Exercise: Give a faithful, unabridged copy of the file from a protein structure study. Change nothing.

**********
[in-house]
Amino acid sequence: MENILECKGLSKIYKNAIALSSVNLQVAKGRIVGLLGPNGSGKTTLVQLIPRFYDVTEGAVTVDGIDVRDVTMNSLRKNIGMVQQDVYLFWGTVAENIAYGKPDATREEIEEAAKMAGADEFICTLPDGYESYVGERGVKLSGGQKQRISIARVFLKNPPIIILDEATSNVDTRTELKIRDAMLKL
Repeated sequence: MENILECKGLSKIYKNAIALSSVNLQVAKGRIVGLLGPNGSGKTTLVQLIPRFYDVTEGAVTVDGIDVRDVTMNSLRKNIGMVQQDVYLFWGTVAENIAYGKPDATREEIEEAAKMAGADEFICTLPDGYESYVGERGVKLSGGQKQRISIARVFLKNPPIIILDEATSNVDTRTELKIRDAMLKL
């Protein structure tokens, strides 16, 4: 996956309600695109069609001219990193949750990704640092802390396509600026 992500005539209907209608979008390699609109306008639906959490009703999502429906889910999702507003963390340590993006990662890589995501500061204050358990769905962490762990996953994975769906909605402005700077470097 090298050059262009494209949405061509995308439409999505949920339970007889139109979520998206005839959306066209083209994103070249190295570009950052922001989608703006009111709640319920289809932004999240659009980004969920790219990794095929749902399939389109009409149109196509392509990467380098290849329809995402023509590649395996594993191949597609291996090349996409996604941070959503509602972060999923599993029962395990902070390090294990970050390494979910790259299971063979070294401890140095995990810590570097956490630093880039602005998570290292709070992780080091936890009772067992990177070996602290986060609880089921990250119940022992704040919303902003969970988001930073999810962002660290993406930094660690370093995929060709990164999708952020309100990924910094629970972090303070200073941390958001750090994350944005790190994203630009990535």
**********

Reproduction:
[in-house]
Amino acid sequence: MENILECKGLSKIYKNAIALSSVNLQVAKGRIVGLLGPNGSGKTTLVQLIPRFYDVTEGAVTVDGIDVRDVTMNSLRKNIGMVQQDVYLFWGTVAENIAYGKPDATREEIEEAAKMAGADEFICTLPDGYESYVGERGVKLSGGQKQRISIARVFLKNPPIIILDEATSNVDTRTELKIRDAMLKL
Repeated sequence: MENILECKGLSKIYKNAIALSSVNLQVAKGRIVGLLGPNGSGKTTLVQLIPRFYDVTEGAVTVDGIDVRDVTMNSLRKNIGMVQQDVYLFWGTVAENIAYGKPDATREEIEEAAKMAGADEFICTLPDGYESYVGERGVKLSGGQKQRISIARVFLKNPPIIILDEATSNVDTRTELKIRDAMLKL
């Protein structure tokens, strides 16, 4: 996956309600695109069609001219990193949750990704640092802390396509600026 992500005539209907209608979008390699609109306008639906959490009703999502429906889910999702507003963390340590993006990662890589995501500061204050358990769905962490762990996953994975769906909605402005700077470097 090298050059262009494209949405061509995308439409999505949920339970007889139109979520998206005839959306066209083209994103070249190295570009950052922001989608703006009111709640319920289809932004999240659009980004969920790219990794095929749902399939389109009409149109196509392509990467380098290849329809995402023509590649395996594993191949597609291996090349996409996604941070959503509602972060999923599993029962395990902070390090294990970050390494979910790259299971063979070294401890140095995990810590570097956490630093880039602005998570290292709070992780080091936890009772067992990177070996602290986060609880089921990250119940022992704040919303902003969970988001930073999810962002660290993406930094660690370093995929060709990164999708952020309100990924910094629970972090303070200073941390958001750090994350944005790190994203630009990535």